With Robert Pitt having taken his leave of Independent News & Media on Friday, after agreeing an exit deal with the company, the focus now turns to the position of chairman Leslie Buckley.
As a long-time business associate of Denis O’Brien, INM’s largest shareholder with a stake of just under 30 per cent, you might assume that Buckley would be bulletproof.
But the events of the past 12 months have been so extraordinary that shareholders would be within their rights to question Buckley’s position with the media group.
Let's not forget that Pitt made a protected disclosure to the Office of the Director of Corporate Enforcement about Buckley last year. The pair fell out over a proposal for INM to acquire Newstalk, the national radio station owned by O'Brien. Chief financial officer Ryan Preston also made a protected disclosure about Newstalk.
Pitt refused to pay the sum that O’Brien was seeking for Newstalk, and had a major disagreement with Buckley about the price tag.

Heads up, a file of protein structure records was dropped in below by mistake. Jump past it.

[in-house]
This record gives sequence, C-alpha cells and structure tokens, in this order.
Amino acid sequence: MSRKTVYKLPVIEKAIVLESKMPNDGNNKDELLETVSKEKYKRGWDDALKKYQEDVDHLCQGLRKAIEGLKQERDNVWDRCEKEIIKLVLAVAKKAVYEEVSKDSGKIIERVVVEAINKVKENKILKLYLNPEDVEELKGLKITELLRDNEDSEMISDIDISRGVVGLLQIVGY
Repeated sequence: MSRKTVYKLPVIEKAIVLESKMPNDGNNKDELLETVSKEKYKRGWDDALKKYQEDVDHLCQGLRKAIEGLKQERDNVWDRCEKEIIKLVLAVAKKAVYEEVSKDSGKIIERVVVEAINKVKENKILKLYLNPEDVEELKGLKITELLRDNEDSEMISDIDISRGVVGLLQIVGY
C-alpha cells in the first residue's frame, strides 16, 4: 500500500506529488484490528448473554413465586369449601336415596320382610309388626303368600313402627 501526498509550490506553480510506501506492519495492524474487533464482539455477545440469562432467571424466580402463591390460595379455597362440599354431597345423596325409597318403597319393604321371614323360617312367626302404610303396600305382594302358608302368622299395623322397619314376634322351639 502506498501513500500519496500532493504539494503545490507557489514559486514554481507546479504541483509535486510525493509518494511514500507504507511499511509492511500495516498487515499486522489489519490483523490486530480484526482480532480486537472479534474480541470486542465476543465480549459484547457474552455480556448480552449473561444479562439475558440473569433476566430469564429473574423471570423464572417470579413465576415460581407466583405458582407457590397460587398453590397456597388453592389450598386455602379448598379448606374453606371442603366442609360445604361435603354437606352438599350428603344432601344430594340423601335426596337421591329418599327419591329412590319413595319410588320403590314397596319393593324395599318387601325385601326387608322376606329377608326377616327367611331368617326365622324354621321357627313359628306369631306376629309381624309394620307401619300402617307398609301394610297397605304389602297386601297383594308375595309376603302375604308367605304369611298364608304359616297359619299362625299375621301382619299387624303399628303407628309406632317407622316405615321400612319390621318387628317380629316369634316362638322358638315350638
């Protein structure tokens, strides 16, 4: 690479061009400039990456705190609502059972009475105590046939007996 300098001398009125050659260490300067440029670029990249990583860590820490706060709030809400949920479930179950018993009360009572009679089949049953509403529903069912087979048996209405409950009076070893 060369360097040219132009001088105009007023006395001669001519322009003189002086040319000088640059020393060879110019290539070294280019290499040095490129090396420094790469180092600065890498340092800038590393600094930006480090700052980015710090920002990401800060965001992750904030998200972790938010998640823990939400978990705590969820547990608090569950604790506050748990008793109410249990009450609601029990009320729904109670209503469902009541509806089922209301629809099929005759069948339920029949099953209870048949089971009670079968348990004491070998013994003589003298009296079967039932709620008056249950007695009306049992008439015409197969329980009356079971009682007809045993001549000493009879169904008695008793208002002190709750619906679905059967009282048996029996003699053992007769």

In August, Pitt abstained in the vote to re-elect Buckley as chairman, an unthinkable act for the chief executive of a publicly listed company to take.
In addition, INM is currently in breach of the corporate governance code for listed companies, which says there should be at least an equal number of independent and non-independent directors, aside from the chairman.
This followed a review by Deloitte last year, which found that Allan Marshall and Triona Mullane could no longer be considered as independent.
INM is currently seeking new independent directors, who were supposed to have been appointed by the end of August as per a deadline set by Buckley. So far, no appointments have been made.
As if all of that isn’t bad enough, INM’s share price has declined by 19 per cent in the year to date, amid another difficult year for circulation and advertising revenues at its stable of newspapers.
INM shareholders would be within their rights to wonder why Buckley isn’t clearing his desk, too.